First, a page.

MPs are to tackle 'poor communication' between managers and frontline clinical staff in a wide-ranging inquiry into the NHS workforce.
This has emerged as one of the key issues from written evidence submitted to the health select committee, which is to begin taking oral evidence as part of its staffing inquiry later this month.
Select committee chair David Hinchliffe told HSJ that the evidence so far presented a stark picture. In one hospital, nurses found it so difficult to raise concerns about staffing levels that they had started keeping their own confidential record of dangerous events on the ward.
Nurses were logging 'dangerously low' staff numbers and worries about the 'competence of agency staff', Mr Hinchliffe, a former social worker, said.
'This is a mechanism to sound off and to cover their backs if something goes wrong,' he added.
Across the NHS as a whole there was 'a very big gap between ward-level staff and those who take the decisions,' Mr Hinchcliffe added. 'There appear to be missing links in communications.'
In some trusts, clinicians felt that 'gagging clauses' in their contracts prevented them from speaking out and in others the risks of assault at work 'were not taken seriously'.
But the NHS Confederation hit back. Head of policy Derek Day said the nursing and medical professions 'had a duty' according to their respective regulatory bodies to 'make sure management knows their concerns' if patient care was suffering from poor staffing levels.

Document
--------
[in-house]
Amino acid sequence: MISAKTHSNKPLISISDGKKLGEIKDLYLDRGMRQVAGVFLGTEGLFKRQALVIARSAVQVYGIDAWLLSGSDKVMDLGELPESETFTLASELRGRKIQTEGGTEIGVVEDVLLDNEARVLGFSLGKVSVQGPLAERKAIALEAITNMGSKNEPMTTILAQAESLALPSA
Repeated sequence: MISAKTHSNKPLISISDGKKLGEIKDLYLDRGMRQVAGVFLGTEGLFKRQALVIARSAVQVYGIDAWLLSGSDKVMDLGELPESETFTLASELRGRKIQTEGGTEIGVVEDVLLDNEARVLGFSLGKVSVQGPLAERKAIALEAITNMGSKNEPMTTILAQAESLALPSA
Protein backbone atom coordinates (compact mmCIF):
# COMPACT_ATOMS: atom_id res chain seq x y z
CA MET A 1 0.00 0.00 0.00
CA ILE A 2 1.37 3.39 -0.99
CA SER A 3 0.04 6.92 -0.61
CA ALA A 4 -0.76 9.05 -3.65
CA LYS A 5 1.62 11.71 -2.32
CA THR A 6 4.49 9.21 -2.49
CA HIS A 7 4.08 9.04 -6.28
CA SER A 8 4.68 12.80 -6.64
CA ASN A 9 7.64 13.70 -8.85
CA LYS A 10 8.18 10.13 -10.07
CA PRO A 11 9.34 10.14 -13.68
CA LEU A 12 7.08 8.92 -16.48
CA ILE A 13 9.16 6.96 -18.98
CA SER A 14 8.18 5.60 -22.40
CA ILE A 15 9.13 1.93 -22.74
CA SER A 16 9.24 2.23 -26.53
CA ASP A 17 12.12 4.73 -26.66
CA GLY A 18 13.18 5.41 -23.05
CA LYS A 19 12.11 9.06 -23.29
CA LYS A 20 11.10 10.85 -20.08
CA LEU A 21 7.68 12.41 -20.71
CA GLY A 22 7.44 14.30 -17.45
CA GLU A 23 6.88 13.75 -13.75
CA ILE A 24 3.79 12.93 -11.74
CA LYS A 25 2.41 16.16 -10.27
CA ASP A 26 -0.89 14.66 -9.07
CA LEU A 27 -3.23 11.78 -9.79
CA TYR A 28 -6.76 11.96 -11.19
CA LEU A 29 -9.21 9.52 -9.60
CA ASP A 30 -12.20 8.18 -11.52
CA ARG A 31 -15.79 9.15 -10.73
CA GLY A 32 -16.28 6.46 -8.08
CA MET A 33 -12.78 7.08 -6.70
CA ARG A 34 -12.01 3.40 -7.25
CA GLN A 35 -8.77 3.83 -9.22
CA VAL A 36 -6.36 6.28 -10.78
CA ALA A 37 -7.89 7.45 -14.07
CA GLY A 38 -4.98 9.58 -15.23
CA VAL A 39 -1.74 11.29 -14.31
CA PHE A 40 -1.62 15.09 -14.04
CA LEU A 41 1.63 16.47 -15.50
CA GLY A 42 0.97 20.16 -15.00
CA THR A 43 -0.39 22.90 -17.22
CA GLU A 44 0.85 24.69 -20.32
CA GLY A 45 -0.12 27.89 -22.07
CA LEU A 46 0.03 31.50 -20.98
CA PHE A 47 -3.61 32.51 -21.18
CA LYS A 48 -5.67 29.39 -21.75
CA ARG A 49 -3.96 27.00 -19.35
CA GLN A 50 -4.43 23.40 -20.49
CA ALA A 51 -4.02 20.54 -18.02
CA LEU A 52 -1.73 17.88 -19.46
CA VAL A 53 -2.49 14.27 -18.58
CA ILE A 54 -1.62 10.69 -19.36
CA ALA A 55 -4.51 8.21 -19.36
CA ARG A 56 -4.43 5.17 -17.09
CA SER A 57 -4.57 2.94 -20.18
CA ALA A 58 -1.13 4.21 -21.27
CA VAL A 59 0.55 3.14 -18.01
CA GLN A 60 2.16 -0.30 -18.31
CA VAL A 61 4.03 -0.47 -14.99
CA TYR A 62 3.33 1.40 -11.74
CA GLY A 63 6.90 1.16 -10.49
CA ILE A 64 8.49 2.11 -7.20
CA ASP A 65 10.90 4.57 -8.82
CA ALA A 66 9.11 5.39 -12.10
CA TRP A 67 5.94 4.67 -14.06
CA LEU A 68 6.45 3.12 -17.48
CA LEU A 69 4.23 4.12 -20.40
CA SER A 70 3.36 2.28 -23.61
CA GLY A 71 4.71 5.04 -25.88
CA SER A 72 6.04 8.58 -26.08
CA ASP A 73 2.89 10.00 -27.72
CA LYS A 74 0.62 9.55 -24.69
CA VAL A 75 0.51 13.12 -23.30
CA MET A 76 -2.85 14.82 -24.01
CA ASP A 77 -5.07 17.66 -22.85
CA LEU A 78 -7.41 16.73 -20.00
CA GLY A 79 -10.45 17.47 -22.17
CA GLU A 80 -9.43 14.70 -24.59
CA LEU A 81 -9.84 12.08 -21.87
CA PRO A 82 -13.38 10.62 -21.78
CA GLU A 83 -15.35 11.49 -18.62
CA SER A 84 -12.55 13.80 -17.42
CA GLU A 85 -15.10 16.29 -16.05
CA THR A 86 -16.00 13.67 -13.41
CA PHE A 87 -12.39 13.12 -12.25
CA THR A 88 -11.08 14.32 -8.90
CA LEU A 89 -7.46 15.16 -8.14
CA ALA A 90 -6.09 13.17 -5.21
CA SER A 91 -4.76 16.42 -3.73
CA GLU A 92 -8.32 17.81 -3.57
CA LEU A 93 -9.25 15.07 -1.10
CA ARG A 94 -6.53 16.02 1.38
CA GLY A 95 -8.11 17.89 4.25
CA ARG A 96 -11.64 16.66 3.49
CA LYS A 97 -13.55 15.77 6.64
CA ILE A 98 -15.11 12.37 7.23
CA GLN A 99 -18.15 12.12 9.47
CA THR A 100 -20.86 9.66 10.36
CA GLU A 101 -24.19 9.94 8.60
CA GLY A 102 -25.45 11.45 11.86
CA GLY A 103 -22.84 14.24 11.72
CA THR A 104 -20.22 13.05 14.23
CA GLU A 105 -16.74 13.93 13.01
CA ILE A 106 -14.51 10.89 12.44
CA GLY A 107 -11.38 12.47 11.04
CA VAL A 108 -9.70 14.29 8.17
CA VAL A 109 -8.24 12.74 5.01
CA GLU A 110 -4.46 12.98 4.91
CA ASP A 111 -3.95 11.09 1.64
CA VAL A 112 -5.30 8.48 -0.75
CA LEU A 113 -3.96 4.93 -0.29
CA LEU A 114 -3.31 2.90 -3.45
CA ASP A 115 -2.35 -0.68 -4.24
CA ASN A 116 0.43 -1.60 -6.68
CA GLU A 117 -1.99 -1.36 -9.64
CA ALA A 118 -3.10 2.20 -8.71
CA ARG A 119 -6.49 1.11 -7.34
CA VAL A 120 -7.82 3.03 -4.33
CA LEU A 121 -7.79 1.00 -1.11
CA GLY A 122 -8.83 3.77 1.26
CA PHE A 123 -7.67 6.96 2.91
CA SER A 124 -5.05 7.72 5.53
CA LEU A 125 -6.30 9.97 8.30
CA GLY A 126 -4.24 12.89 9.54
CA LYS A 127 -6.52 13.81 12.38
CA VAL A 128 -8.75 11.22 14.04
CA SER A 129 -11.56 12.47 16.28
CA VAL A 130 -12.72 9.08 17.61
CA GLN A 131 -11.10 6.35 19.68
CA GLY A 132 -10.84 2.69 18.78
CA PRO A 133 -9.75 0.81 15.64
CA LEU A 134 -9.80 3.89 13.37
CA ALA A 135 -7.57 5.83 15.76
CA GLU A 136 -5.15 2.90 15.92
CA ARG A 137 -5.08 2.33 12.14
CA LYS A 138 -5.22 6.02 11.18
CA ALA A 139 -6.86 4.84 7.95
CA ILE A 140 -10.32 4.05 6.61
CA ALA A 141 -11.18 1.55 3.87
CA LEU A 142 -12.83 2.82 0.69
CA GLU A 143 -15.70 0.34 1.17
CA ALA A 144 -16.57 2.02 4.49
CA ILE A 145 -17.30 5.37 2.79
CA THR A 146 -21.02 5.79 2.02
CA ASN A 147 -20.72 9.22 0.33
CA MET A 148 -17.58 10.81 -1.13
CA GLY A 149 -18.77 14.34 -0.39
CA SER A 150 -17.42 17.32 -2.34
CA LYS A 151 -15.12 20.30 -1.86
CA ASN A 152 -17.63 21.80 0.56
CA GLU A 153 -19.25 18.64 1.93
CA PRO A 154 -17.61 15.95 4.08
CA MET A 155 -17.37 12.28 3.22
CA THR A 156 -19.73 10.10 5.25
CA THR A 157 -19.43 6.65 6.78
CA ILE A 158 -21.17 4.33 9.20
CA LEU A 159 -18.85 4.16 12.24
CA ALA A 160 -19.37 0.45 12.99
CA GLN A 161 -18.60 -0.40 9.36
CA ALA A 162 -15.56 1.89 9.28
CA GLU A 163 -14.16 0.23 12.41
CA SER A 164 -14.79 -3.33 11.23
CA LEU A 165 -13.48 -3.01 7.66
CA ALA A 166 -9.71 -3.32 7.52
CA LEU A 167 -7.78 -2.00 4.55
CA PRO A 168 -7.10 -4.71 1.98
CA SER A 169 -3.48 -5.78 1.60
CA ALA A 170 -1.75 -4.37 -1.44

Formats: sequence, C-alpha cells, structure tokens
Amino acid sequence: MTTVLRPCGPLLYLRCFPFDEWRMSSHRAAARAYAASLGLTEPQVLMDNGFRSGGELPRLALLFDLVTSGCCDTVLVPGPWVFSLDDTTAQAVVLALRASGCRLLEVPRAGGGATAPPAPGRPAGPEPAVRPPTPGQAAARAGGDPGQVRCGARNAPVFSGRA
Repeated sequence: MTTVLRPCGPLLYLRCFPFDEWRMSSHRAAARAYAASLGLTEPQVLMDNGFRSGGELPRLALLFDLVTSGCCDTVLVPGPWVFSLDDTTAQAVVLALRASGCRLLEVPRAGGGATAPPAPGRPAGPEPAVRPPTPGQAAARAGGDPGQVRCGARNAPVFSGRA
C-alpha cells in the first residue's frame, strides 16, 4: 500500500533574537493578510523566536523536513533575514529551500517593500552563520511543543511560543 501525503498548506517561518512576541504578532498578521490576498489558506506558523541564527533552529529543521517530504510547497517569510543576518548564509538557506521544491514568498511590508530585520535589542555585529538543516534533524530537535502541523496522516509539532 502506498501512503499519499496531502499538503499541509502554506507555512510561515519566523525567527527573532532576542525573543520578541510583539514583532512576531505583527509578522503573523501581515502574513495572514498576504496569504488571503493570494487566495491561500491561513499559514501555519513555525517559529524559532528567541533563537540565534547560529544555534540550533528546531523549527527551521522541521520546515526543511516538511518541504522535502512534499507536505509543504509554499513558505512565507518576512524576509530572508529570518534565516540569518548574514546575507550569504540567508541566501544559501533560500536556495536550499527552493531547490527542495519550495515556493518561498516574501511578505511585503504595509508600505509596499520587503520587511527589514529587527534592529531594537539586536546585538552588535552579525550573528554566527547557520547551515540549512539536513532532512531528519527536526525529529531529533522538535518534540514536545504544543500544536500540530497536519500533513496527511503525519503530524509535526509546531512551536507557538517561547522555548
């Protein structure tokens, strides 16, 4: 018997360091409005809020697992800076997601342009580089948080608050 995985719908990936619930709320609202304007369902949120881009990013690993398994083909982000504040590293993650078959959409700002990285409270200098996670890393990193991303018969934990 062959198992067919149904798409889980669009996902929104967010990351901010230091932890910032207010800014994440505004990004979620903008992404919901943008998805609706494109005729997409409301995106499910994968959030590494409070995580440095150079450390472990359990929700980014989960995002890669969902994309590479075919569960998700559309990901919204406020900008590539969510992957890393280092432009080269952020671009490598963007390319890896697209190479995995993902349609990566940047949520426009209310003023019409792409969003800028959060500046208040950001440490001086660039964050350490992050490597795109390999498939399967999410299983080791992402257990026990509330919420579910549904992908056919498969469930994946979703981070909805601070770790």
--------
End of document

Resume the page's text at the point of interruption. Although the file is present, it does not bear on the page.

'There should be no question of professionals keeping a book to cover their own backs and not reporting issues,' he added.
The select committee inquiry will consider staffing levels, pay conditions, and recruitment and retention of all grades of workers, 'from porters to managers and consultants'.
The MPs are due to start a series of visits to regions across the UK later this month and plan to report in January.
Mr Hinchliffe said he wanted the committee to make 'practical recommendations' about issues 'over and above' pay. The MPs could also outline steps for trusts 'to make staff feel that their views are valued and listened to'.
Some managers are sympathetic to Mr Hinchliffe's views. Ian Stone, human resources director at the United Bristol healthcare trust, which runs the Bristol Royal Infirmary, is well aware of the dangers of failing to deal with clinicians' concerns.
'Failure to listen is a cause of serious stress and anxiety,' he said.
The issue was a 'real problem for managers', who were often 'so hard- pressed' they found it difficult to take the time to listen to staff.
Mr Stone, who is also president of the Association of Healthcare Human Resource Management, said HR leaders have a responsibility 'to grow a management culture that realises we can save a lot of time by lending a listening ear at an early stage'.
Mr Day said: 'It is vitally important that management communicate to nurses and doctors at the coal face that they are trying to find solutions to problems so they don't feel ignored.'